If you look at the example of viral marketing, which has been around for years, it’s always endured. I think, in some ways, fake news has always been with us. There’s always been urban myths, and I think there always will be. Clearly now, it’s a hot subject for various things that have been in the headlines. But I think the fact that consumers are warier about this – and as we’ve said, journalists are concerned as well – might be a good thing, particularly for those brands that are clear and transparent about what they’re saying.
I think what ‘fighting back’ means is that people are going to be more and more careful about dealing with trusted sources and outlets for their own communications. We’ve found, in studies looking at consumers, certain media types are trusted more than others, broadcast ahead of online media and social media, etc. I think we might see things become more polarised, as brands will want their message, particularly in the earned media space, to go out through trusted sources.
What role does PR, communications and organisations like Cision have in navigating the post-truth era?
I think for me, and bearing in mind I’m in charge of the content that goes out through Cision’s owned media channels – cleared therefore, to a certain degree, with regards to the primacy of fact-checking – we’re always very conscious that we’ve got to make the angle to something very transparent and obvious.
The other thing, in terms of Cision, is that being aware of what is being said about your brand, and we obviously have our monitoring services, is increasingly important. Ensuring that there are guidelines in terms of what is fake news and what isn’t for a brief is also important to tackle undesirable claims about your brand.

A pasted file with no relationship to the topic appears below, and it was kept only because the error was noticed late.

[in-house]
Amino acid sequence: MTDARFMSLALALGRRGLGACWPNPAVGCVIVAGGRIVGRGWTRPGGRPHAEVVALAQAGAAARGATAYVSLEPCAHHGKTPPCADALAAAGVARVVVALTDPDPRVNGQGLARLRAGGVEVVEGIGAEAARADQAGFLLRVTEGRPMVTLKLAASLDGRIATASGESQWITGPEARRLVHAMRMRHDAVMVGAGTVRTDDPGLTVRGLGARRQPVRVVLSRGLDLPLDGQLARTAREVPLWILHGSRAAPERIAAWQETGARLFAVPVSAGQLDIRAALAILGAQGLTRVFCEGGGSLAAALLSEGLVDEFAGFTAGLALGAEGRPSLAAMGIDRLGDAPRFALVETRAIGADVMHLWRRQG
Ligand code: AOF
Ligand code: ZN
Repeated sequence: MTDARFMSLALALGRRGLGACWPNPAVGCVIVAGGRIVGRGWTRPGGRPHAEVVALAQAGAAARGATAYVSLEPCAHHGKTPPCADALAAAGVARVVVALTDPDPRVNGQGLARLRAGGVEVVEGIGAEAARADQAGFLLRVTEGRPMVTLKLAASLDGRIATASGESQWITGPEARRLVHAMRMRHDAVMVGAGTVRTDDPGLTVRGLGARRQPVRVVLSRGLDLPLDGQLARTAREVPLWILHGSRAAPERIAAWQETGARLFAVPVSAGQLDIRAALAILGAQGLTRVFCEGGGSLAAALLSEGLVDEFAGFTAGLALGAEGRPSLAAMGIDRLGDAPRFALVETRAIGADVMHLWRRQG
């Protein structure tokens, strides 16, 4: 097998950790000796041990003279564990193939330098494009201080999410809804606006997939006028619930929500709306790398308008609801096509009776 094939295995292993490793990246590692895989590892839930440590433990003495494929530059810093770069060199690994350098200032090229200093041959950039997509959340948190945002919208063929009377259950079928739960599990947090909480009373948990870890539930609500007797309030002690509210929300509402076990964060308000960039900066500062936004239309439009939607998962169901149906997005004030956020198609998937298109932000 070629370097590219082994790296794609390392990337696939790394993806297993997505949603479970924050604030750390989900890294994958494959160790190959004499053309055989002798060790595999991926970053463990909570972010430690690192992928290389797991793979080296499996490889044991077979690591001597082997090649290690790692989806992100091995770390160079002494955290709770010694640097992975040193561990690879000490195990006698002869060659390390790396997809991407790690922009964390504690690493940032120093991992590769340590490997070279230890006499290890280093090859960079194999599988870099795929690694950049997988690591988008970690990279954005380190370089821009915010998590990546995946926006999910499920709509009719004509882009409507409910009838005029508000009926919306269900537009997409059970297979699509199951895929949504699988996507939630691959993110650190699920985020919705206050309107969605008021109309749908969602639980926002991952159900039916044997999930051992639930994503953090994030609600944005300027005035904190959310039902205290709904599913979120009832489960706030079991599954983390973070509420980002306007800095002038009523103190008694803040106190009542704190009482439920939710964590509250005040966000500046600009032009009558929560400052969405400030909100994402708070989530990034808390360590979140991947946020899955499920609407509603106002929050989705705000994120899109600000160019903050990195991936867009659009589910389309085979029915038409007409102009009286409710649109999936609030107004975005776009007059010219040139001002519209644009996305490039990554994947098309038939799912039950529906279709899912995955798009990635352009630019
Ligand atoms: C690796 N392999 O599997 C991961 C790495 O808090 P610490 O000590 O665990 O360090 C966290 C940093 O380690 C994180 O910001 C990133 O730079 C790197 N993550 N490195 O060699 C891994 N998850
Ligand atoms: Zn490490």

Are we getting the right metrics with regards to fake news, and is it affecting the way we measure communications?
I think it can be likened to the measurement of positive and negative sentiment about a brand. You can have a campaign that gets a lot of attention and coverage, but clearly if that coverage is negative, there’s an issue. It’s important to ask if you are analysing your campaigns to gauge the right information about the sentiment of the campaign. It might be great that people are talking about you, but if they’re talking about something that’s transparently false about your brand, and something that’s propagated elsewhere, I think that’s a problem.
Conversely, at a panel discussion on the fake news topic at this year’s Advertising Week Europe, a point that resonated well, with great relevance for communicators, was people are now not necessarily seeing your website as a destination. Increasingly, because of the way people dip in and out of social, they’re not necessarily going to be able to go back to your website and check the facts. With regards to measurement, you can no longer rely on people coming back to the source of your owned media, but instead, the role of communicators is to now be part of the discourse.